Thursday, April 11, 2013

Math Without Writing...

Hello, my name is Diane Hurst. I’m a homeschool mom with 9 children (most are grown now; youngest is 13).

 Dinah invited me to do a guest post on The Traveling Classroom, and I wanted to write about something that has been helpful to us in homeschooling.

 When some of my kids were young preschoolers, just learning to add and subtract, we had needed some activities they could do as part of their own schoolwork. The older children did written work pages, but for my younger children writing numbers was very time-consuming and difficult—although the math concepts were easy enough.

So we started doing preschool math pages using number tiles.
What are those?
 Well, any kind of tile—thick cardboard/plastic/wood/foam-- as long as they have numbers written on them.

Here are some examples of different kinds of number tiles:

Plastic lids, with numbers written on using a permanent marker or paint pen

Magnetic numbers

Tiles from a Rummikub® game

Tiles made from printed cardstock, glued onto thick craft foam

For the work pages, I made some with only 3 simple problems at a time, in large print, to start with. The young children would place the correct number right onto the page, where the answer needed to be given.

Then later, I also made some pages with 5 problems at a time.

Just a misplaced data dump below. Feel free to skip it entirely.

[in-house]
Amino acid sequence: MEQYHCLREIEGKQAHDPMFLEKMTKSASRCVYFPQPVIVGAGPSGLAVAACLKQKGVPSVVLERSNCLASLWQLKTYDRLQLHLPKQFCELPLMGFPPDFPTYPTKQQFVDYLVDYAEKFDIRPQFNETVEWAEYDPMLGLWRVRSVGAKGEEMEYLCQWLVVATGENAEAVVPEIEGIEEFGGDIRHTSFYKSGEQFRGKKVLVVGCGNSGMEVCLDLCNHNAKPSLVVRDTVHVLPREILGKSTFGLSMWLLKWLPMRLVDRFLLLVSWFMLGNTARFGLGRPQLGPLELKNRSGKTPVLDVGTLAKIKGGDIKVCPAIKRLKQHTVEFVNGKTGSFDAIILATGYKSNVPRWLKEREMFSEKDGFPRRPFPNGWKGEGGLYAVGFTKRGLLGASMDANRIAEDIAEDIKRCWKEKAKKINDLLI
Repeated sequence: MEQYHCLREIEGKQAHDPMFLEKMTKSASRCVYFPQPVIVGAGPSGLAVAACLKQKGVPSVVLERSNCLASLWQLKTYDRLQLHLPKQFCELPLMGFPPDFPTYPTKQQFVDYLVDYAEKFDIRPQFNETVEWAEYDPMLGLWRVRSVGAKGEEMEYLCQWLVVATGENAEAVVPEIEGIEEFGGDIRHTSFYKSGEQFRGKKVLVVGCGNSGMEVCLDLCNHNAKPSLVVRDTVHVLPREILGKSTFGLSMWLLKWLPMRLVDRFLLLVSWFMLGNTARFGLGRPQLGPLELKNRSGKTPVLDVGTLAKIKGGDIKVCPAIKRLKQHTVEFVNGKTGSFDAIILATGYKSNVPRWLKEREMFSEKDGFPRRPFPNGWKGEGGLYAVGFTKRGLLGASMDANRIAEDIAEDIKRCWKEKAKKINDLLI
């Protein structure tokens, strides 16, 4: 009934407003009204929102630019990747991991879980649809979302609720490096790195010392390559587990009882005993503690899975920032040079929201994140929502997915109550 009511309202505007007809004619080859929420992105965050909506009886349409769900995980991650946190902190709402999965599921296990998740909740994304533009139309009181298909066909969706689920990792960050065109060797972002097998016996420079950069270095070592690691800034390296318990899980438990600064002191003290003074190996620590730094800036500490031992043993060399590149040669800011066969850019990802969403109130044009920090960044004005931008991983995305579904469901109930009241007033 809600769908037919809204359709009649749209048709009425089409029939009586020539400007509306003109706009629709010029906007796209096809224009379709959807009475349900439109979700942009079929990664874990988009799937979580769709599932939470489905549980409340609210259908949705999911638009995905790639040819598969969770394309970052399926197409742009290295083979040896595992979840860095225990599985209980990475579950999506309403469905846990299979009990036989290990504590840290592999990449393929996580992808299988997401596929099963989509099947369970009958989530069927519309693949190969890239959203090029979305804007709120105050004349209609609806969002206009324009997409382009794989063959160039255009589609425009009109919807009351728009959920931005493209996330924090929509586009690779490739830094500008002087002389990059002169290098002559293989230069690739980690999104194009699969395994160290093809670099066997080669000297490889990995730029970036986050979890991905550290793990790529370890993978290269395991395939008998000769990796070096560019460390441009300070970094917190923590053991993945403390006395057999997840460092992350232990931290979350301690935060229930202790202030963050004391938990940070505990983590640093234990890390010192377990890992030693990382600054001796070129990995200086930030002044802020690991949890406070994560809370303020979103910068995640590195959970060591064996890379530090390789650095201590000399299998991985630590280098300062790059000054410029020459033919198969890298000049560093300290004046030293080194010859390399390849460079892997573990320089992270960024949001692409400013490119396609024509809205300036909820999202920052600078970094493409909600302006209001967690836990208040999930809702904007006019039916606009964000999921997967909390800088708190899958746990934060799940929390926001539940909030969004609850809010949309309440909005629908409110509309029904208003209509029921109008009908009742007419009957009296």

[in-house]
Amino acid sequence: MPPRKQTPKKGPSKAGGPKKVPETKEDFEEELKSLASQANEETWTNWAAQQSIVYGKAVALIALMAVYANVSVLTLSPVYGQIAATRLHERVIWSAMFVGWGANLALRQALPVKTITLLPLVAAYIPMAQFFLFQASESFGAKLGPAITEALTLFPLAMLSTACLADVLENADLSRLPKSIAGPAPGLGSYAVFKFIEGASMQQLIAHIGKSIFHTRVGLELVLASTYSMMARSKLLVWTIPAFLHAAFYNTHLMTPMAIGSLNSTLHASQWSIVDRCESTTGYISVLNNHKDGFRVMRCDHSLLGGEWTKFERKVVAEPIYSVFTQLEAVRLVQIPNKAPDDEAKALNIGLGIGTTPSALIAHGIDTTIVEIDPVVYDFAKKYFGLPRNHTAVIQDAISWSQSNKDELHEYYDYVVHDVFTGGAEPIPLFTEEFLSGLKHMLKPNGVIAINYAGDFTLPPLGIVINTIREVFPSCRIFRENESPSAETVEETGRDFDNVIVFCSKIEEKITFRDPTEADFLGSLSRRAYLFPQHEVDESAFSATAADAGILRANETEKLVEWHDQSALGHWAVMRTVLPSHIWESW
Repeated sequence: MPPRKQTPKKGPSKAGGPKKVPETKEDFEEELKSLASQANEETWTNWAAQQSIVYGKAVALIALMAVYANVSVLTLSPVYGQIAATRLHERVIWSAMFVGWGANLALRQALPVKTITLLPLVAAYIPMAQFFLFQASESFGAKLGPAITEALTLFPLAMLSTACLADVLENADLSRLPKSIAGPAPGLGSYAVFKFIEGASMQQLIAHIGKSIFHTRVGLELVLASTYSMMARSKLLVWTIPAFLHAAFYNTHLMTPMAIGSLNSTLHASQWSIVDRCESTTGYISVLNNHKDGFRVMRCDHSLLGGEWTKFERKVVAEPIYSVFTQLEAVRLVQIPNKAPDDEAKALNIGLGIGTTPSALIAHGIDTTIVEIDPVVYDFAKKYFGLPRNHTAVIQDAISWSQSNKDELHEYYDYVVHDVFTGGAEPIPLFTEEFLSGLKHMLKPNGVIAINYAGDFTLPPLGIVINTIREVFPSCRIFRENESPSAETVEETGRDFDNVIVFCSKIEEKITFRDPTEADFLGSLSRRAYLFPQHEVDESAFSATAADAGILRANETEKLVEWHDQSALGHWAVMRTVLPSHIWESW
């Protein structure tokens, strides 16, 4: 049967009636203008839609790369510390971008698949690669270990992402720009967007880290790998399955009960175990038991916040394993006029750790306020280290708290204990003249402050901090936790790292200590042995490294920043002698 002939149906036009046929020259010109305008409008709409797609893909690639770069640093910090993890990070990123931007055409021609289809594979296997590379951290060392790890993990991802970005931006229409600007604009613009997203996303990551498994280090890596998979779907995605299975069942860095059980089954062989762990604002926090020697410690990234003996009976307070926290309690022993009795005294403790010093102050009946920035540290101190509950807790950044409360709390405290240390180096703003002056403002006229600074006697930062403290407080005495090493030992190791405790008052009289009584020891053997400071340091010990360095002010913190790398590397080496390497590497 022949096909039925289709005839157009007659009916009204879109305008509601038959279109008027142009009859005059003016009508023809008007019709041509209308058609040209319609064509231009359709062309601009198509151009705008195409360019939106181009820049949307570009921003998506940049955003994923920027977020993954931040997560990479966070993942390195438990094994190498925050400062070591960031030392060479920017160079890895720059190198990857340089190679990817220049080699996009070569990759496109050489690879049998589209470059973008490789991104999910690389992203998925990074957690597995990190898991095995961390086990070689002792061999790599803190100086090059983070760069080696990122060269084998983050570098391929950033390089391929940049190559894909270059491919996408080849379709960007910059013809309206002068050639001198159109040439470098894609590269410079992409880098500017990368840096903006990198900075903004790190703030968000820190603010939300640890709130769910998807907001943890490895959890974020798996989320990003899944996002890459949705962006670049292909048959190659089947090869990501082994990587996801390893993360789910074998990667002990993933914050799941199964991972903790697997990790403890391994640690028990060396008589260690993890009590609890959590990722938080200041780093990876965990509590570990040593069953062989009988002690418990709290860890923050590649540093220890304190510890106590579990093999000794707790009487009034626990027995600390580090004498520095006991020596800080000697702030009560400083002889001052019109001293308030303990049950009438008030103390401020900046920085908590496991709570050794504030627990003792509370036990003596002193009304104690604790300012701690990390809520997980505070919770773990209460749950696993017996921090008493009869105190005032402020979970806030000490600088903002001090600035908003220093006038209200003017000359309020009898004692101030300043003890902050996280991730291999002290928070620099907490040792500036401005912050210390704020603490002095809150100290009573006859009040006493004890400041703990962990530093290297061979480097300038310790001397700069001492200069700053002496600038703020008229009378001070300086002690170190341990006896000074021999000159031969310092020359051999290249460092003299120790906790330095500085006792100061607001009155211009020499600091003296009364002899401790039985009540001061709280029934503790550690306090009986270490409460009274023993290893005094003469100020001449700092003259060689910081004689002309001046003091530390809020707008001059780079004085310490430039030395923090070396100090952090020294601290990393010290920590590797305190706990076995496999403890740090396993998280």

Something that helped my young kids in being able to do these problems all on their own was that we used a tool – a large bead “abacus” that had just 10 beads. It was homemade, using the type of large wooden beads that are sold as preschool lacing beads, and a wire coat hanger (there’s info about how to make an abacus like this here).

The abacus was fun to use, and gave an easy way for the young children to kinesthetically work out each math problem. After doing this they KNEW they were right! Then they would choose the correct number tile and put it on the page.

I made a large number of simple work pages, and my young kids (4 -5 yr-olds) would do one page each day. Because these were not written on, they were all reusable; after going through a certain set, we could then start over and do them again as needed.

Later, my hand-written pages became transformed to be computer print-outs—and I wanted to make them available to others in ebook form; they are online now on my Gentle Shepherd website.

Using number tiles for math work pages was a great help to us—it gave my preschoolers a math activity they could do repeatedly, with good success— this set-up helped me, too—it made it possible for me to coordinate learning for the younger kids while also teaching the older ones.

Have you used number tiles in teaching young children? How about letter tiles? What are some of your favorite math manipulatives?

1 comment:

Please share your thoughts! I would love to hear from you:)

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